# Complex Fibonacci

There are a couple of ways to extend the Fibonacci series to a continuous function on real or complex numbers. Here’s a nice one: the grid shows the mapping of the unit strip, `0 <= re(z)`, `0 <= im(z) <= 1`, grid points are 0.1 apart. The real axis is picked out in red, notice that it crosses itself exactly at the points of the Fibonacci series – twice at 1 after executing a loop-the-loop (clicking on the image should give you a larger version).

The function is just the standard Binet formula, interpreted over the complex plane:
`(φz - -φ-z)/√5`
or equivalently:
`(φz - eiπzφ-z)/√5`

For negative values, the function turns into a nice spiral (the `exp` component dominates). Here is the `0 <= im(z) <= 0.1` strip:

The red parallelogram illustrates `F(z+2) = F(z+1)+F(z)` still holds, even for our complex quantities.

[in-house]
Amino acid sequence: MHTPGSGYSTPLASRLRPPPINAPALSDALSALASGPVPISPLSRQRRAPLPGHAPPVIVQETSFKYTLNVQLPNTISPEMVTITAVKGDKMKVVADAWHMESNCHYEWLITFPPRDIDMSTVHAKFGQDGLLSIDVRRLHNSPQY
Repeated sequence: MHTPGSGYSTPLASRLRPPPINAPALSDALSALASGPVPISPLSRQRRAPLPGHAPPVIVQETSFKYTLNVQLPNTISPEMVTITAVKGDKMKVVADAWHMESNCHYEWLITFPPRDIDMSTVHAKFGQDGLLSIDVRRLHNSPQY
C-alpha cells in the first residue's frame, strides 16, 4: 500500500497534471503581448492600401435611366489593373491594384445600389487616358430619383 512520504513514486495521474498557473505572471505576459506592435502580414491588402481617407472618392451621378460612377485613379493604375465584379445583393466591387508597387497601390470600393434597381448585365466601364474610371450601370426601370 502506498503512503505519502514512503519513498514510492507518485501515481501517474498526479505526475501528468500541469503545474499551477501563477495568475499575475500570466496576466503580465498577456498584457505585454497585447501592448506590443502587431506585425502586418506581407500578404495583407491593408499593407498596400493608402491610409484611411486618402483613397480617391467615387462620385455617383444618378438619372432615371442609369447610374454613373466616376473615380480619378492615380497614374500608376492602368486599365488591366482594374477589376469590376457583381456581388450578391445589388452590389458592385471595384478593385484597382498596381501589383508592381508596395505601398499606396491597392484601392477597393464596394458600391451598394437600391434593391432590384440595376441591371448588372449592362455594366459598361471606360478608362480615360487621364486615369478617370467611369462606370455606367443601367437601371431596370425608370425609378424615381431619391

Most of the action takes place around the origin, so let’s zoom in:

The image of the real axis passing through the points -1,1,0,1,1,2,… is clearly visible (the real axis is on the outside, the origin is the leftmost point on the red parallelogram).

Sometimes the series is extended as `(φz - cos(πz)φ-z)/√5` which produces a mapping that takes the real line to itself, ie. taking the real part of the exponential, which is also nice, here we see the mapping of the strip `0.1 <= im(z) <= 0.2`:

Again, the red parallelogram illustrates the recurrence.